You hear it often, mostly from those of us who are guilty. I’m talking about making a promise of spending “quality time” with someone we care about, a precious and valuable experience in these hurried and harried times.
And a few weeks ago I was going to do just that. I planned for dinner and a football game night with my son, Liam. Just us at the house, a huge pizza, him slurping cold milk out of a frosty beer mug and me filling my glass with something a little tastier. He’s 10, and at this age a passion for sports has become something we share. In a household where the only men are the bookends — I’m the oldest and he’s the youngest, with a wife and two daughters in between — we seldom get several hours to do indulge our passion.
On this night, I hatched a plan for the girls to do a movie in Asheville. They took the bait, and we looked forward to the game. An hour or two prior, though, he found a better offer.
“Dad, can I spend the night with Jack and Mason?” he asked after spending the afternoon playing hard with his buddies.
That’s how quick a plan for that elusive “quality time” can disappear. That game and our pre-game dinner had been the most looked-forward-to event on my calendar that week. But that’s also why I’ve learned over the years that the search for that special time — more times than not — is a recipe for disappointment. You can’t run through the week and neglect a son or a wife in hopes that some hyped-up special event will make up for what you’ve just sprinted past. Doesn’t work that way.
I should have known this. It’s a mantra I preached over the years — only in a different set of circumstances — as I became accustomed to driving my daughters to swim practice at 5 a.m. three or four mornings a week. Friends and family would hear about the early morning practices and tell me how bad I had it, how crazy I was for letting my girls get that caught up in swimming.
I would shake my head and tell them they were wrong. Those five minutes around the house before the sun rose and those 15 minutes in the car became a precious commodity. Some mornings there would hardly be a word as we listened to NPR or the girls just dozed. Others we would have conversations about everything from the news on the radio to boys to school to how they should treat their little brother to some crazy family story about one of my brothers or one of Lori’s sisters. Those 20 minutes added up to hundreds of hours spent together, forging ties that will never be broken.
But my oldest has had her license for half a year now. I’m not needed as the chauffeur for the early morning swim practices. That lesson about time had been replaced with me looking forward to that special Saturday night with Liam. Yeah, I was disappointed when he picked his friends over me, but just like that, he reminded me of a lesson I had too quickly forgotten.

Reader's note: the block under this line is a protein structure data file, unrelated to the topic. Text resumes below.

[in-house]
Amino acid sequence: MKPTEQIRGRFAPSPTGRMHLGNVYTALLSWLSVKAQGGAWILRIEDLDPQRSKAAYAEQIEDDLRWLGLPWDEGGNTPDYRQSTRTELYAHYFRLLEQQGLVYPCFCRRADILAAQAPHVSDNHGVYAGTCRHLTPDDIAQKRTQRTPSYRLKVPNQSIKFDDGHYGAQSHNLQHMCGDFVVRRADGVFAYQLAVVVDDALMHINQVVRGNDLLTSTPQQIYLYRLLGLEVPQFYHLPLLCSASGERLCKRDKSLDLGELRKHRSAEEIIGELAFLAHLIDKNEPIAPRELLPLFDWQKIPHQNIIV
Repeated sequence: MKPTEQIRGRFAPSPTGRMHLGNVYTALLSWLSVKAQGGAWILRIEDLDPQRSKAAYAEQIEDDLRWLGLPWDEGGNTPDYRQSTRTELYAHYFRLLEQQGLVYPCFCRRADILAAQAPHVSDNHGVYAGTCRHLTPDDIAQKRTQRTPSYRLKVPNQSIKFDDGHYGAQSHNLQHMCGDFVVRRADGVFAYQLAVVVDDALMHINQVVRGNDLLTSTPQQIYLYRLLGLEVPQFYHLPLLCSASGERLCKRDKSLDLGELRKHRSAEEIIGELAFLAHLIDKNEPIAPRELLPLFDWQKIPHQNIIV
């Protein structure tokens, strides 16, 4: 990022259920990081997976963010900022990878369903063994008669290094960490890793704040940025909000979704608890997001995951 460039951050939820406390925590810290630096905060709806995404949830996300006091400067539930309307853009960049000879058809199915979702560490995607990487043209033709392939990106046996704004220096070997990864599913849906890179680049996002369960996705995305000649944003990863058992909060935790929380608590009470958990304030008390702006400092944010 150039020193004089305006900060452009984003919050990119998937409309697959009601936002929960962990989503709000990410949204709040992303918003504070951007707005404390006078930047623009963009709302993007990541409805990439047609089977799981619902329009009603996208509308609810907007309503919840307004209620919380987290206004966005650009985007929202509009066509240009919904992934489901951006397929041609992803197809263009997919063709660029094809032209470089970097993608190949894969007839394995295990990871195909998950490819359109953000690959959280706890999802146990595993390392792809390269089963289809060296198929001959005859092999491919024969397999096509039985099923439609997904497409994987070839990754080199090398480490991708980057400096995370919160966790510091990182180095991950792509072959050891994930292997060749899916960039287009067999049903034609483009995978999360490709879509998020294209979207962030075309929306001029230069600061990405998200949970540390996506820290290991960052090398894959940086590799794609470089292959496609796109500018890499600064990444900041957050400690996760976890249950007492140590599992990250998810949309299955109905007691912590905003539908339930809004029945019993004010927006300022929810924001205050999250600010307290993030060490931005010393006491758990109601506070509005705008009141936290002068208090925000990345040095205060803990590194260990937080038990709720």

Saturday is errand day for us, as it is for many families. This particular morning — prior to the big game — the plans included a trip to the dump, to the dreaded Super Wal-Mart, to the shoe store, over to Ingles and back to the house. The idea was to rush and get the chores done and get things in motion for the night.
And so we were off. The trash takes twice as long with my son helping, but he’s learning how to break down the cardboard and how to get it in the green trailer properly. That’s his job, and so we muddle through it. At Wally World we tried to get in and out fast, but he wanted to trade in a Christmas gift card for a toy, and so we were there quite a while as he figured out which toy gun was the best. Shoe shopping was taxing, but we finally got just what he needed. And so it went. Suffice it to say the errands took longer than I’d hoped.
On Sunday, after the football game disappointment, Lori and I went to the lake for a walk, and Liam wanted to come along. As we walked, he became a Star Wars clone warrior, protecting our perimeter, running, rolling, flipping, hiding and shooting. All around the lake we went, rubber bullets flying, us getting dirty looks from those who think kids and toy guns are a bad mix. You can tell when children are just having fun in their escape mode, when the game becomes reality and to hell with what most of us consider the real world. He was in that zone.
On the way home he was was tired. He sat quietly in the back before telling us that Saturday morning had been one of the best he could remember. It was fun doing all that stuff together with dad, he says.
And so it was, and out the window once again went the pompous idea that anyone can really measure out planned teaspoons of quality time, like there’s a recipe that adds meaning to time spent together. It comes when you least expect it, amid all those hurried and harried moments we call life.